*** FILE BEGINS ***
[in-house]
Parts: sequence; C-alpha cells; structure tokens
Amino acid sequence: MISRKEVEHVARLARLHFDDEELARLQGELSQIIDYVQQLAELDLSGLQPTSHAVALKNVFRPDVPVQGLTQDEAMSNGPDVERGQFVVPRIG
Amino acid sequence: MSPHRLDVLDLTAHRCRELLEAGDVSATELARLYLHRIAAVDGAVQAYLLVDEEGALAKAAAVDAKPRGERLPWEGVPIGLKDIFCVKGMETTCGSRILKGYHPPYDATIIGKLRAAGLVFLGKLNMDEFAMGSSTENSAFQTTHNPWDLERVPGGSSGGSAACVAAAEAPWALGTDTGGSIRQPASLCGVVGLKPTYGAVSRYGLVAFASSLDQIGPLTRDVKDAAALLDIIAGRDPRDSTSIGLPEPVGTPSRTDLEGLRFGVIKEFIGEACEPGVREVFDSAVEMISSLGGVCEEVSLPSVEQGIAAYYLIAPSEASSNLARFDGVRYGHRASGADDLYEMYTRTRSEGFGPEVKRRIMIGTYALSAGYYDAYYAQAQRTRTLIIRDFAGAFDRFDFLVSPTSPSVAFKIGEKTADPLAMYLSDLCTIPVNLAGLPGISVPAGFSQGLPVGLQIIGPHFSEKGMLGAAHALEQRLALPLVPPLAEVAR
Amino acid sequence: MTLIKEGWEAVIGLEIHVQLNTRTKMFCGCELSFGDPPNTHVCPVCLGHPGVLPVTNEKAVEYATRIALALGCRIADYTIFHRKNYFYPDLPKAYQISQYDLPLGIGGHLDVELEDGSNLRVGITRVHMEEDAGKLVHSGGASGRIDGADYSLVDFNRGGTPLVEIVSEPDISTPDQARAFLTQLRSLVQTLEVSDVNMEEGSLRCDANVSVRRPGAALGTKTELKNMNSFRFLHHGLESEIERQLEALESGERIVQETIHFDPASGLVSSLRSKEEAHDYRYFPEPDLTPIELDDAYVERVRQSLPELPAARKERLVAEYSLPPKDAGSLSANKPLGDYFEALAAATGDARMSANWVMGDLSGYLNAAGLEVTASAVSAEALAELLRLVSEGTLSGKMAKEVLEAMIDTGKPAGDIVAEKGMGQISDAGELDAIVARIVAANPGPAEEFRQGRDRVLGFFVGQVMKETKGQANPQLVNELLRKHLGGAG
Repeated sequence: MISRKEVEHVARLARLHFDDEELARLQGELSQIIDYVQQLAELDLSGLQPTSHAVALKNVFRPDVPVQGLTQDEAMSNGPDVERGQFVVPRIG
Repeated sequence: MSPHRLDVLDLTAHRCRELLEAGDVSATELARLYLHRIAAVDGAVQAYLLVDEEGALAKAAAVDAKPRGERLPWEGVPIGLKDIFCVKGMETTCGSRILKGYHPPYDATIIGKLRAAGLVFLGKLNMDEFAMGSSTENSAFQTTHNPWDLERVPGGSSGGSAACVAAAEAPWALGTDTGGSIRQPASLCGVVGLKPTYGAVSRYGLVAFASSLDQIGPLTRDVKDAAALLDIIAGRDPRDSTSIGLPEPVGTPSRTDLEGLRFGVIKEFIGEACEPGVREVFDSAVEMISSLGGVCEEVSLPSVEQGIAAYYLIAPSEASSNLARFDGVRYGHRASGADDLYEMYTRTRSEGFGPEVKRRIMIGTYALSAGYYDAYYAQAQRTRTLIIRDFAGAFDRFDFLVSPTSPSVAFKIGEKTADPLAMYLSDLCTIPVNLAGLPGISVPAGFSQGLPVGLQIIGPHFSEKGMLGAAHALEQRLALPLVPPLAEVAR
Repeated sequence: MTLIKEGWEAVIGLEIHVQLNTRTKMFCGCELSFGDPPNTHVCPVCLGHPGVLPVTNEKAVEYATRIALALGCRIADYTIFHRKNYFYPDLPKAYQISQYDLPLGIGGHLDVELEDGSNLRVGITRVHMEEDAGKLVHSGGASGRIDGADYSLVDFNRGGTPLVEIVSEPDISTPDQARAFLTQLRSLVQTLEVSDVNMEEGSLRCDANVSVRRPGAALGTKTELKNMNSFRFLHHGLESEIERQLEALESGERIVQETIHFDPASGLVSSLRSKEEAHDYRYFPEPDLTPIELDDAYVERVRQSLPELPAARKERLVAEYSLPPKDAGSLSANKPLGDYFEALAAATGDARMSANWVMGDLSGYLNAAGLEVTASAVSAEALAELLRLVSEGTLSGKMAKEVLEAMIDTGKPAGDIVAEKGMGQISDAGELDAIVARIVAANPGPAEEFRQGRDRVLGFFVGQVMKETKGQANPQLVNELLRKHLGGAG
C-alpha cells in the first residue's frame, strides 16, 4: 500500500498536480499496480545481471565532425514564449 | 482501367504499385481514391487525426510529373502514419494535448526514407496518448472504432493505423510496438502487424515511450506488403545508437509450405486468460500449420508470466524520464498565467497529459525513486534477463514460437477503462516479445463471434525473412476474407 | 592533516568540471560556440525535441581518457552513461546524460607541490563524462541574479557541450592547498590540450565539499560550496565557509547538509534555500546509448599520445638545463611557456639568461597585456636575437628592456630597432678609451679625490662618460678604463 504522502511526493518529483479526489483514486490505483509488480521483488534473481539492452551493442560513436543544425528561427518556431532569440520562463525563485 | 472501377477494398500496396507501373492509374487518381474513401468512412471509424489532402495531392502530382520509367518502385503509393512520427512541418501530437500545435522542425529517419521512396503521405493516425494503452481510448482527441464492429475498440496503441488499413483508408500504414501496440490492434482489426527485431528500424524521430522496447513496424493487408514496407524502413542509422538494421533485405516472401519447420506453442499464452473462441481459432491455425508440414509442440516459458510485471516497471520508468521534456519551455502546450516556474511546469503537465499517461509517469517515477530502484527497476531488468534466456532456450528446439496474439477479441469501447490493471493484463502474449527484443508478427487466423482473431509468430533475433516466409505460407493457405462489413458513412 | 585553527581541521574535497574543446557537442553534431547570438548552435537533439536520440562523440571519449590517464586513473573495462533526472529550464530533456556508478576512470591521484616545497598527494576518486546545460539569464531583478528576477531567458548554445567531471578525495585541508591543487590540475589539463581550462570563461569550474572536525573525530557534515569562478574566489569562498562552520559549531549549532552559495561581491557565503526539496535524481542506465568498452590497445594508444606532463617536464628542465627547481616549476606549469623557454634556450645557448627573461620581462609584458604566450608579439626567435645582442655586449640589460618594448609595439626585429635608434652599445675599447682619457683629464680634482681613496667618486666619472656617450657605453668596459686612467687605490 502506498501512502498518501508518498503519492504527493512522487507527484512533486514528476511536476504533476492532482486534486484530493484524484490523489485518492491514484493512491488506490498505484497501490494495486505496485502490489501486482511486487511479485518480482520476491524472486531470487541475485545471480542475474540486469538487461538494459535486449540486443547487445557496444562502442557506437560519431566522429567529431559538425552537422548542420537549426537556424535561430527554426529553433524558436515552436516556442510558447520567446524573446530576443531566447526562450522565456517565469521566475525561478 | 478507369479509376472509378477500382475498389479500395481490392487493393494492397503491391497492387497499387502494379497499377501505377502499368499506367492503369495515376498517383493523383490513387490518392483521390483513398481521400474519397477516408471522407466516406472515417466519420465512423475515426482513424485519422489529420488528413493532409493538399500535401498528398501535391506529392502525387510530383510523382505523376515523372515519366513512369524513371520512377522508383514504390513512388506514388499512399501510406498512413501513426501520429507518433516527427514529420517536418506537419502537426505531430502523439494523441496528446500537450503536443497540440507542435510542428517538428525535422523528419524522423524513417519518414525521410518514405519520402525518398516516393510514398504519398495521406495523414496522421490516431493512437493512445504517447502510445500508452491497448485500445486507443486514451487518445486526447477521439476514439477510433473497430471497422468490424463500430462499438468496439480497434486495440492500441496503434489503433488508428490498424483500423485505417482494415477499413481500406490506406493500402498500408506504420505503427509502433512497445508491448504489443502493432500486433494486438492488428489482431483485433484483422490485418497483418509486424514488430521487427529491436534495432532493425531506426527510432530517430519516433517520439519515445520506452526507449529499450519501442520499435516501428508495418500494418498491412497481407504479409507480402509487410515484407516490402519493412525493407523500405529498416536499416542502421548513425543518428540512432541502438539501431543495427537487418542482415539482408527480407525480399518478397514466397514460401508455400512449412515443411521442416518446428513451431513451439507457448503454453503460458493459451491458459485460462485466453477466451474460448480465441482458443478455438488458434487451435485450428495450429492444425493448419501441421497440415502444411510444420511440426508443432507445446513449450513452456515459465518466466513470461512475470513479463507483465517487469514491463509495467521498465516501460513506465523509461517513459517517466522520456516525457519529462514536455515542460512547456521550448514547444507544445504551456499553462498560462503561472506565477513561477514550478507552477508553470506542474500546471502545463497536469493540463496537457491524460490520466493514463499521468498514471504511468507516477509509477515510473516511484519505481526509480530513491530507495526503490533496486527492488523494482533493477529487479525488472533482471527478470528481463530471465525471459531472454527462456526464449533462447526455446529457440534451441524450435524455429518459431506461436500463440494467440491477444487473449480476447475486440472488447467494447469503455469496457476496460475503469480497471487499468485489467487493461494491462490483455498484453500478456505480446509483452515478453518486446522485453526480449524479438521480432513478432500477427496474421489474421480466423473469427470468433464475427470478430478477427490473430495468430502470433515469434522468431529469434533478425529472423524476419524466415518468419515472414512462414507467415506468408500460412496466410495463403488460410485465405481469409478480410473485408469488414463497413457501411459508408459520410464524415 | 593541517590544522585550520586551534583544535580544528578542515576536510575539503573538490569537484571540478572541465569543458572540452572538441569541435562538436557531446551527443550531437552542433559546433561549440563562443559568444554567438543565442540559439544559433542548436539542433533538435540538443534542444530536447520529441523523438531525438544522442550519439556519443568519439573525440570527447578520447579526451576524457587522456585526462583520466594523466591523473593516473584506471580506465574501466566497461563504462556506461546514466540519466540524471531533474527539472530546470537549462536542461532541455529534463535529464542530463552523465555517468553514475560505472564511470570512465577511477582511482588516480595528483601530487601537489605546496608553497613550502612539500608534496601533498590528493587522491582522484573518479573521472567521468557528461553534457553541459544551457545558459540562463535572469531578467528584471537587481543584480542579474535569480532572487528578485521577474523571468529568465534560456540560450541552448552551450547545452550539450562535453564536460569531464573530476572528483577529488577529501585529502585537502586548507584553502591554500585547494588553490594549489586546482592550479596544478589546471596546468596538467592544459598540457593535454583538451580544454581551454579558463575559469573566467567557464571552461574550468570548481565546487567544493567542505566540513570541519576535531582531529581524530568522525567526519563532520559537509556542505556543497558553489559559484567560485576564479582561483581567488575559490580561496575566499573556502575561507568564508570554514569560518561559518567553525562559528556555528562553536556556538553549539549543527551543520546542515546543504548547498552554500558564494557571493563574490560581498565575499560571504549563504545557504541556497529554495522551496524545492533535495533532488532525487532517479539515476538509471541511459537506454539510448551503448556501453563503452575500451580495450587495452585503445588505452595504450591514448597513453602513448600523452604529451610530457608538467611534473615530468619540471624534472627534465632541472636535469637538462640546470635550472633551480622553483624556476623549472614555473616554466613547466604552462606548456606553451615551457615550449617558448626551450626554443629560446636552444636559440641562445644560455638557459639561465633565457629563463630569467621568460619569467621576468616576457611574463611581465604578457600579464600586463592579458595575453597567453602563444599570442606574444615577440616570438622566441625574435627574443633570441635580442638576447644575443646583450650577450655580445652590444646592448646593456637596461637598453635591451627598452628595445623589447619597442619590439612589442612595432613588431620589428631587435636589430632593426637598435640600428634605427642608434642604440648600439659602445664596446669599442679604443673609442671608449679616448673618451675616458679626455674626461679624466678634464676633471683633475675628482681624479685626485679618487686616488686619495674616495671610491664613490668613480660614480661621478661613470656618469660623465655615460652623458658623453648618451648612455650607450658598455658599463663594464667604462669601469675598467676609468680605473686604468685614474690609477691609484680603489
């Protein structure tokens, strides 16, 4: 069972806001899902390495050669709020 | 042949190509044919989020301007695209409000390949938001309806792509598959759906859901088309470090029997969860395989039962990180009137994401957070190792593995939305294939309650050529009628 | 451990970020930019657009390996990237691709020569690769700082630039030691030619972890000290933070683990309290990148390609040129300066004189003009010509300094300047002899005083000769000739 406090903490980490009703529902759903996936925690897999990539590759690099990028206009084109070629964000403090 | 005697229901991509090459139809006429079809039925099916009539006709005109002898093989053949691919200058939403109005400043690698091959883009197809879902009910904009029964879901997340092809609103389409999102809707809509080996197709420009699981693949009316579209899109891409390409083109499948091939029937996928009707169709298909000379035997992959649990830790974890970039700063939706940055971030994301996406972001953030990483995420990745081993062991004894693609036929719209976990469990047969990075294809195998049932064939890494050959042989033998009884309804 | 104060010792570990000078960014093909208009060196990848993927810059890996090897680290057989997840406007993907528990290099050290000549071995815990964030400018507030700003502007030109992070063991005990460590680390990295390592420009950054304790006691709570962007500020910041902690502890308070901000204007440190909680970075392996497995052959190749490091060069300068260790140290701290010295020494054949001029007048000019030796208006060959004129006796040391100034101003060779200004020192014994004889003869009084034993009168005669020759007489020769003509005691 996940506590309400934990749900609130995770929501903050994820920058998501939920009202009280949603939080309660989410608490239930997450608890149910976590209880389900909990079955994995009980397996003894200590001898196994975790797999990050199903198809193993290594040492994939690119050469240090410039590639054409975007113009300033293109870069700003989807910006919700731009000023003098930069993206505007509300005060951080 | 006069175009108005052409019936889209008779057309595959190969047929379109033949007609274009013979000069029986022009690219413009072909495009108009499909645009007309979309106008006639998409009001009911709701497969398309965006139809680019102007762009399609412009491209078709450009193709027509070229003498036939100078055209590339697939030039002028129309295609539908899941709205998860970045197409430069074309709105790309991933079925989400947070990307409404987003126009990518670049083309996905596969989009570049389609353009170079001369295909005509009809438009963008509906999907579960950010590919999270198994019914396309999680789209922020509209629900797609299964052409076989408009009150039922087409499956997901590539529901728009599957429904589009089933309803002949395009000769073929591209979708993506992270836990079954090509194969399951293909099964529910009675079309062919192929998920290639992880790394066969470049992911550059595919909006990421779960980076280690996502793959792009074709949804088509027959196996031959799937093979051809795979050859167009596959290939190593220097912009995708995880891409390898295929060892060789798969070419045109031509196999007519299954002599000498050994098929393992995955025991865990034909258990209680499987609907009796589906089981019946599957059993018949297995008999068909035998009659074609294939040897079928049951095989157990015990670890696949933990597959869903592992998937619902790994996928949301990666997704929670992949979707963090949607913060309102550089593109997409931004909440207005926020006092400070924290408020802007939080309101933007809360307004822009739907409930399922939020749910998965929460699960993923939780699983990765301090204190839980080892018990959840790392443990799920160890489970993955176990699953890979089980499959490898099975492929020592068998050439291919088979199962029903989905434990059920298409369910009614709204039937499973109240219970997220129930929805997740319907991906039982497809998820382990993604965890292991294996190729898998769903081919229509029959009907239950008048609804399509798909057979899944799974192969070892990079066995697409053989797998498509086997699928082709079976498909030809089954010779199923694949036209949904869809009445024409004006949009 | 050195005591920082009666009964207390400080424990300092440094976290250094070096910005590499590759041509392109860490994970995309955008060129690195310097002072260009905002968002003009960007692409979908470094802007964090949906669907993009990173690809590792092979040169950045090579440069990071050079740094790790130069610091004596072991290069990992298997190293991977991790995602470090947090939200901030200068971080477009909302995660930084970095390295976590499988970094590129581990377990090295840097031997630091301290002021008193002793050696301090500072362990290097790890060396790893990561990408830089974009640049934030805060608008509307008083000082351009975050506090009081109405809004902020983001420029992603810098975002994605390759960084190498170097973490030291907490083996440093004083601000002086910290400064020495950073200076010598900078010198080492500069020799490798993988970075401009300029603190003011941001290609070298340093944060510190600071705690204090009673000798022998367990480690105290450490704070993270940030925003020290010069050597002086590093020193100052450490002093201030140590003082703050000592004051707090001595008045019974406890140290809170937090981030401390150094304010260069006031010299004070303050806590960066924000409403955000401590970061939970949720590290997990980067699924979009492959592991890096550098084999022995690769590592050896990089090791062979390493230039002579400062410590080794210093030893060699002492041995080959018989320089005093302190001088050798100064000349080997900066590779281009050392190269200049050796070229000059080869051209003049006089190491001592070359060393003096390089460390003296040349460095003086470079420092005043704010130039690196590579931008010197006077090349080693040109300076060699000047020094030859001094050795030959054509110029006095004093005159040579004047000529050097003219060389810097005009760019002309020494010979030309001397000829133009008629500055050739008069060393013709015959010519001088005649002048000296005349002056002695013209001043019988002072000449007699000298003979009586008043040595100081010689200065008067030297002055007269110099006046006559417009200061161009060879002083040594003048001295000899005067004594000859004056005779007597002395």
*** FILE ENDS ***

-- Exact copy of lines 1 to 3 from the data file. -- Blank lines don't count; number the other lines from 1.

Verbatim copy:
[in-house]
Parts: sequence; C-alpha cells; structure tokens
Amino acid sequence: MISRKEVEHVARLARLHFDDEELARLQGELSQIIDYVQQLAELDLSGLQPTSHAVALKNVFRPDVPVQGLTQDEAMSNGPDVERGQFVVPRIG